At the Twin Cities airport, you'll find a lot of bargain-hunting travelers who shop comparison sites to land the best airfares.
Marcus Drayton of Roseville said it may take some work, but it can really pay off.
"It's just the way it is," he said. "It's just like how you would check when you're going for anything, right?"
Drayton is pretty happy with the fares he finds and the competition that helps keep ticket prices in check.
"You have marketers coming in and trying to come up with new models — break the traditional models. And you have mainstream airlines responding in kind. I think that's what capitalism is all about," Drayton said.
But Elaine Pierce of Big Sky, Mont., said she's had some exasperating experiences with Expedia.
"I just wasn't able to control my ticket. I wasn't able to upgrade it, change it," she said.
Congress is weighing measures designed to address complaints like that, including one that Minnesota Sen. Amy Klobuchar is backing. The proposals, which vary in scope, would require travel sites like Expedia and Travelocity to give customers more information and control over tickets. The requirements would extend to matters such as seat assignments, refunds and baggage fees.
The big online ticket agents may not display baggage fees, for example, but the expense can add up. So what initially looks like the cheapest fare could be the most expensive after those charges are applied.
"No matter where consumers shop for flights online, they shouldn't be saddled with unexpected seat changes, outdated or incorrect travel itineraries, or hundreds of dollars in unknown fees that can mean the difference between a family trip being affordable or unaffordable," Klobuchar said in a statement. "Increasing transparency will help consumers make more informed travel decisions up front."
Travel sites worry Congress will impose requirements they're unable to fulfill, because the airlines control baggage fees, schedule changes and other policies, and may not fully share the information.
"These proposals would put ticket agents in an untenable position where they simply cannot comply because they don't have access to the information," said Steve Shur, president of the Travel Technology Association, whose members include Expedia, Orbitz and Priceline. "They may have access to some of it, not all of it. There's no guarantee that they're going to have."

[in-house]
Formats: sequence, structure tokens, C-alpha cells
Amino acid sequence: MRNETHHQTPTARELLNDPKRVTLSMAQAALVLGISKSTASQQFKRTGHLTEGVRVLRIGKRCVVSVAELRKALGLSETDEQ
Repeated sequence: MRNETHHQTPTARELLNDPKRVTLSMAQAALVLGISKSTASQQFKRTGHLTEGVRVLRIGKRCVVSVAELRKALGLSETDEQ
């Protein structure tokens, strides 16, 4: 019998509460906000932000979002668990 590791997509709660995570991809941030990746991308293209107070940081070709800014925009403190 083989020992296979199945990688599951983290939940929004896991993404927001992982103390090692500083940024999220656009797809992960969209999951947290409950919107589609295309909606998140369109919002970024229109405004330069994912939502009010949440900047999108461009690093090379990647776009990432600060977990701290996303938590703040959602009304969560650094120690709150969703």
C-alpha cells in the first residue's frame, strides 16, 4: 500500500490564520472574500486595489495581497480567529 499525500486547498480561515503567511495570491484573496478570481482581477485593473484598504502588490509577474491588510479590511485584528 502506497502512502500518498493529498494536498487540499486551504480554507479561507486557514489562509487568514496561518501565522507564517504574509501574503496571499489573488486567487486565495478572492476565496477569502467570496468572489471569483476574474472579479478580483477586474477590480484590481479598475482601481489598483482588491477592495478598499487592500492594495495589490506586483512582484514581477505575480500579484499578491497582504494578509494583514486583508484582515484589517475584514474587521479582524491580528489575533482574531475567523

Klobuchar is backing legislation that would require services like Expedia and Orbitz to provide airline fees and other information to the extent practical. The House bill doesn't provide travel sites as much flexibility.
The Klobuchar proposal does not address ticket refunds — a complex issue, since some travel sites actually issue plane tickets and others don't. A bill in the House would require travel sites to take responsibility for refunds.
Kevin Mitchell, who heads a business travel group and is a frequent airline critic, worries lawmakers will give the airlines the power to kill off travel websites by simply withholding information.
"It's a very Orwellian type of approach. They simply will not be able to comply with the legislation. Therefore, they get shut down," he said.
The airlines and travel sites have a complex relationship. The airfare comparison services sell a lot of tickets. Most airlines provide them with fare and flight information, as well as a cut of ticket sales.
The airlines are not trying to kill price competition, just ensure that non-airline sites provide the same level of service the carriers do, said Vaughn Jennings, spokesperson for the trade group Airlines for America.
"No matter where travelers purchase their ticket, they should be protected by one level of transparency and customer service," Jennings said, "whether it's providing prompt refunds, disclosing cancellation policies, notifying consumers of itinerary changes or simply responding to customer complaints — and that includes online travel agents."
But some consumer and business groups contend that the airlines want to make comparison shopping harder and less fruitful, enticing consumers just to go to an airline's website. That would save the airlines the cost of paying a middle-man.
"The airlines hate the ability of passengers to price shop," said Paul Hudson, president of the nonprofit group Flyersrights.org. "Their general interest is to reduce or eliminate the ability of consumers to price shop."
Still, Hudson doesn't oppose the Klobuchar proposal. He said it's a step forward because it would reduce unpleasant and sometimes expensive surprises for travelers.
Consumers Union hopes that, despite all the squabbling and fears, Congress will approve legislation that results in better service for consumers, wherever they buy their plane tickets.
"We want them to be able to conveniently comparison shop," said George Slover, an attorney with the publisher of Consumer Reports. "Third-party sellers are a big part of making that happen. Of course, any new requirements have to be workable, for third-party sellers and for airlines."